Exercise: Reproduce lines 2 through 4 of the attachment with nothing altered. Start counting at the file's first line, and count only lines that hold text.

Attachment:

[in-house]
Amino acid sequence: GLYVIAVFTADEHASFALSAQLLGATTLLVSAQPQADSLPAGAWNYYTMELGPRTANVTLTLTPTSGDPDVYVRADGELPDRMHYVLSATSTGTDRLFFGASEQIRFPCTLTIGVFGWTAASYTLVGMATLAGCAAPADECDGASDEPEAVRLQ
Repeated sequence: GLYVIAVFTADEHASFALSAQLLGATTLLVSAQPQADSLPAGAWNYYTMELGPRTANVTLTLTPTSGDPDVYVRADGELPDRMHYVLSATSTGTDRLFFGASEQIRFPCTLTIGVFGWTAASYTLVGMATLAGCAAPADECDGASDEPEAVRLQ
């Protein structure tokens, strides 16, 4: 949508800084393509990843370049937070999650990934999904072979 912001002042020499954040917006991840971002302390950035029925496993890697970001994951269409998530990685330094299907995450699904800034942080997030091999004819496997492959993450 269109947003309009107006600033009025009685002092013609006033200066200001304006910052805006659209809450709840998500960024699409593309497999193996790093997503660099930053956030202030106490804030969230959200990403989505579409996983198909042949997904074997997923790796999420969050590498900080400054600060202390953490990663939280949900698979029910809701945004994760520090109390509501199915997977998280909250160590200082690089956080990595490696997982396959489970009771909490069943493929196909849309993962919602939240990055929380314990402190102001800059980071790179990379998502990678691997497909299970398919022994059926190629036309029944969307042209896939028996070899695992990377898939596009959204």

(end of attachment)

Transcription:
Amino acid sequence: GLYVIAVFTADEHASFALSAQLLGATTLLVSAQPQADSLPAGAWNYYTMELGPRTANVTLTLTPTSGDPDVYVRADGELPDRMHYVLSATSTGTDRLFFGASEQIRFPCTLTIGVFGWTAASYTLVGMATLAGCAAPADECDGASDEPEAVRLQ
Repeated sequence: GLYVIAVFTADEHASFALSAQLLGATTLLVSAQPQADSLPAGAWNYYTMELGPRTANVTLTLTPTSGDPDVYVRADGELPDRMHYVLSATSTGTDRLFFGASEQIRFPCTLTIGVFGWTAASYTLVGMATLAGCAAPADECDGASDEPEAVRLQ
């Protein structure tokens, strides 16, 4: 949508800084393509990843370049937070999650990934999904072979 912001002042020499954040917006991840971002302390950035029925496993890697970001994951269409998530990685330094299907995450699904800034942080997030091999004819496997492959993450 269109947003309009107006600033009025009685002092013609006033200066200001304006910052805006659209809450709840998500960024699409593309497999193996790093997503660099930053956030202030106490804030969230959200990403989505579409996983198909042949997904074997997923790796999420969050590498900080400054600060202390953490990663939280949900698979029910809701945004994760520090109390509501199915997977998280909250160590200082690089956080990595490696997982396959489970009771909490069943493929196909849309993962919602939240990055929380314990402190102001800059980071790179990379998502990678691997497909299970398919022994059926190629036309029944969307042209896939028996070899695992990377898939596009959204």